Breakthrough Energy Ventures invests in grid stability and inertia measurement provider Reactive Technologies

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Reactive Technologies’ GridMetrix is set to be used by UK network operator National Grid ESO. Image: Reactive Technologies.

Breakthrough Energy Ventures was among investors in a Series C funding round for Reactive Technologies, a company which has developed a means to measure “fundamental grid stability parameters in real-time,” offering visibility to renewable energy and energy storage asset developers and system planners. 

The UK and Finland-based company makes what it claimed is the first and only grid inertia direct measurement system in the world, called GridMetrix. Using the technology, transmission and distribution network operators can measure grid inertia and system stability in real-time. The new investment will be used to take the company into new international markets. 

US$15 million funding has been raised in the round, with power management solutions company Eaton and UK-based investment group BGF also joining. Germany-based clean energy transaction advisory group Apricum acted as Reactive Technologies’ exclusive financial advisor. Management consultancy group Accenture previously invested in the company last year through its Accenture Ventures arm, forming a strategic alliance with Reactive Technologies. 

Marc Borrett, Reactive Technologies’ CEO, told that the value proposition centering around “trusted, proven and unique measurements of fundamental grid stability parameters in real-time” is a “critical component to aid and speed progress to net zero”.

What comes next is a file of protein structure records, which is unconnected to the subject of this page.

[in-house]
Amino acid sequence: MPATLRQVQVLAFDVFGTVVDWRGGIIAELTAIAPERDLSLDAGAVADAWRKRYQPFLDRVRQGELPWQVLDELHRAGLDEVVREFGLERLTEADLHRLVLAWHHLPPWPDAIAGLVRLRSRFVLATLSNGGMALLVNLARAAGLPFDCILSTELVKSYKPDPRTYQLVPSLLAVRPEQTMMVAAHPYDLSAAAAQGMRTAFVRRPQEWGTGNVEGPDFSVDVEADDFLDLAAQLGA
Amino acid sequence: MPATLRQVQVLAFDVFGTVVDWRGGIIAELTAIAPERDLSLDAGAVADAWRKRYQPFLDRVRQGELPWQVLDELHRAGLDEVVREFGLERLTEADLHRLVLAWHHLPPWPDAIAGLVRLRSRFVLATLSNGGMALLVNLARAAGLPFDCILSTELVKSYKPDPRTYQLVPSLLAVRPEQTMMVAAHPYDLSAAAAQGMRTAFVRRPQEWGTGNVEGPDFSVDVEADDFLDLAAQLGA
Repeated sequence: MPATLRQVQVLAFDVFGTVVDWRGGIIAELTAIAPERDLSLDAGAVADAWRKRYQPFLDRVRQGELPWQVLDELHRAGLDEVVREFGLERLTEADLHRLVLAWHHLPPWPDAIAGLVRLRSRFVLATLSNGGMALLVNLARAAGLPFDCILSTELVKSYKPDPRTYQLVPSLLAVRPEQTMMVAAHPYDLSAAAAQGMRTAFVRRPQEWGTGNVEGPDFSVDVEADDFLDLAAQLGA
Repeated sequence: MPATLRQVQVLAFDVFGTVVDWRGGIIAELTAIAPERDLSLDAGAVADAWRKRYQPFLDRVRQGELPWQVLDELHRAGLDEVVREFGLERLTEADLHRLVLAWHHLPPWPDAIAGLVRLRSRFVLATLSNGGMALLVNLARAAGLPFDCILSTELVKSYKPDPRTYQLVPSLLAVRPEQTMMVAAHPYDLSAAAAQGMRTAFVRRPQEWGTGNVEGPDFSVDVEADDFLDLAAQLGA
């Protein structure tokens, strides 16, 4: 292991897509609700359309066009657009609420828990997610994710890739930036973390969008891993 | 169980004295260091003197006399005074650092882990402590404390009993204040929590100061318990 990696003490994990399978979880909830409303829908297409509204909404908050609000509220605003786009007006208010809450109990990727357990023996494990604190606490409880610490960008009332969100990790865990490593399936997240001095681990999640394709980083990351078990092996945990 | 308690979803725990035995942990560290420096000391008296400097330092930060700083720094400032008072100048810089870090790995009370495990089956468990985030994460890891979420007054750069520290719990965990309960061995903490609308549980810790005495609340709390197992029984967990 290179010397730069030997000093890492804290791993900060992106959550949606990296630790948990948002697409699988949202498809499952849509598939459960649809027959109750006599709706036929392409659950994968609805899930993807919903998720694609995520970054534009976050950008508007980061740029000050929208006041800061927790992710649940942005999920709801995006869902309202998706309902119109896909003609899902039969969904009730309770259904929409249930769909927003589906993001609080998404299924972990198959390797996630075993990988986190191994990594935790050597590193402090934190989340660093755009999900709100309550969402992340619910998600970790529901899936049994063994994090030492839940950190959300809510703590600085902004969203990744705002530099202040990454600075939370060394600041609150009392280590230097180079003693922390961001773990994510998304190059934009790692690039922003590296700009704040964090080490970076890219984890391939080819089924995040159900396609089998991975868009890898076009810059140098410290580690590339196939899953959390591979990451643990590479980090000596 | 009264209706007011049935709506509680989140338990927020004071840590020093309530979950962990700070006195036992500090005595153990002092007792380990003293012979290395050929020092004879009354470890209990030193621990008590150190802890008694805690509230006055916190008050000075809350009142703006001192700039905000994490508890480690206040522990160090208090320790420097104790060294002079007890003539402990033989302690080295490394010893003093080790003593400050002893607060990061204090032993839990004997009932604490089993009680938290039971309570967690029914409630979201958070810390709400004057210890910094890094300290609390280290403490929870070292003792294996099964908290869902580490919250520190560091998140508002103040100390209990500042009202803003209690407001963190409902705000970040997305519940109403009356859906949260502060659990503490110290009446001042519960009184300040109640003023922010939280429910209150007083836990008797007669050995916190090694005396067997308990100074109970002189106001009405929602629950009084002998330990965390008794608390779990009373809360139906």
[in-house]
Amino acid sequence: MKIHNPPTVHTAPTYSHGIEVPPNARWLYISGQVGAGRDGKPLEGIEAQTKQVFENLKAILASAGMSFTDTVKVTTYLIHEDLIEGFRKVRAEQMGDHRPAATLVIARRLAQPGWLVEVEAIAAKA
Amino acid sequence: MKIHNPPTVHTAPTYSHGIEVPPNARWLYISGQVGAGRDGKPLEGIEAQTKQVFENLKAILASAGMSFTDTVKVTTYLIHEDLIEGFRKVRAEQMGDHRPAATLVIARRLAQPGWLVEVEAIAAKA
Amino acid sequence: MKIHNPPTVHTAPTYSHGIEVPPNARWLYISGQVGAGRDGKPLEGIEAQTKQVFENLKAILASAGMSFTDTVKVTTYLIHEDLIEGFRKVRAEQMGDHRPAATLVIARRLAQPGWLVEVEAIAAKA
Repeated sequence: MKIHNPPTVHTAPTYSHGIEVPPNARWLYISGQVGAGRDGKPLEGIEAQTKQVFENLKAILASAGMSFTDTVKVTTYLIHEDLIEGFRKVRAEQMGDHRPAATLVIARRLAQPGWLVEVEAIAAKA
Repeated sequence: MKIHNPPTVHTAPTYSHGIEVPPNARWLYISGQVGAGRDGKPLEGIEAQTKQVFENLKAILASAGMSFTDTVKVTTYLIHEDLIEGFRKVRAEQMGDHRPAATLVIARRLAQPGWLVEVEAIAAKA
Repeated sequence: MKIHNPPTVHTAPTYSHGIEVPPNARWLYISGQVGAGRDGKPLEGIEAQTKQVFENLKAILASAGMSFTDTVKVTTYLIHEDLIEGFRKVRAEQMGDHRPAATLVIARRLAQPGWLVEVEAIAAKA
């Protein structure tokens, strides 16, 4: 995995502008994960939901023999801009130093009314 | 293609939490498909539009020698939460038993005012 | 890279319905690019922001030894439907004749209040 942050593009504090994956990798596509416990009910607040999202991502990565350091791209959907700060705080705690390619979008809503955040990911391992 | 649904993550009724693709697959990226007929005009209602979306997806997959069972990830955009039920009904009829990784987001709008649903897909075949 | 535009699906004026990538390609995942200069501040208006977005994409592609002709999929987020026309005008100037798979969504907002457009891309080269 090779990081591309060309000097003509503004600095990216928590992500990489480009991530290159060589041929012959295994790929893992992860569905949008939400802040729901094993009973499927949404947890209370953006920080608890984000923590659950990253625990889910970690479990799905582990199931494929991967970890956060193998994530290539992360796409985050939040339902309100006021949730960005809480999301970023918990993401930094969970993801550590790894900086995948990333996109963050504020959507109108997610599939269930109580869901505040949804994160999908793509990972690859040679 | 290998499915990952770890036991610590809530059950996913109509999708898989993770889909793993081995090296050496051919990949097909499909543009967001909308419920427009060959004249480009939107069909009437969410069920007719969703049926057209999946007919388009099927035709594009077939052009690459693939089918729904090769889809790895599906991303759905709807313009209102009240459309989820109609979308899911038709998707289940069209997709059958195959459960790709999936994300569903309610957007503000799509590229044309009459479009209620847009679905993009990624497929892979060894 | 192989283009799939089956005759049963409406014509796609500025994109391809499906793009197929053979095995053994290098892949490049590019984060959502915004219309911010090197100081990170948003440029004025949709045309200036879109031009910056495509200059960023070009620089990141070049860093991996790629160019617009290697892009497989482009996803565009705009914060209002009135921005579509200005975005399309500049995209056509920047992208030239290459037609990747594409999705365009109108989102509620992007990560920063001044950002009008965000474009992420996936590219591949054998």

The idea behind the digital technology is that grid management and planning — including the addition of renewable energy and energy storage assets — can be optimised through giving network and system operators this greater visibility. It can enable greater stability, efficiency and safety in grids as they transition towards higher shares of variable renewable energy and lower proportions of thermal power generation. 

“Today, renewable generation and battery storage assets can have difficulty in connecting to the power grid due to inertia or system strength constraints,” CEO Borrett said. 

“Our vision is that grid operators use our real-time direct measurement data to drive the right services, solutions and markets for battery storage systems as well as helping to prove the performance of next generation inverter technologies, which together can ultimately allow for more renewables to integrate safely and achieve Net Zero.”

System inertia traditionally has been provided to grids as a by-product of thermal power assets’ synchronous generation profile. As grids around the world move towards more inverter-based technologies, some energy storage companies have advocated for using batteries and other storage as ‘digital inertia’ or ‘synthetic inertia’.

Marek Kubik, a director at battery storage technology provider Fluence blogged on this subject for this site in 2018, quoting a study that found batteries can provide as much inertial response to the system as thermal generation with just 1/10th of the capacity. Similarly in a blog last year, CEO Javier Cavada and director Gary Preece at liquid-air energy storage system company Highview Power argued that energy storage of various kinds can provide grid synchronous inertia and help prevent blackouts and other failures of the grid

Meanwhile, a 30MW battery storage pilot project in South Australia by Hitachi ABB Power Grids became Australia’s first virtual synchronous generator a while back, providing system stability in a region with very high levels of renewables, mainly from rooftop solar and local onshore wind.  

Bill Gates’ Breakthrough Energy Ventures Group has become something of a prolific investor in innovative clean energy companies, including lithium battery recycling group Redwood Materials, various energy storage startups like iron-air long-duration battery company Form Energy, long-duration ‘pumped heat’ startup Malta Inc, and others. 

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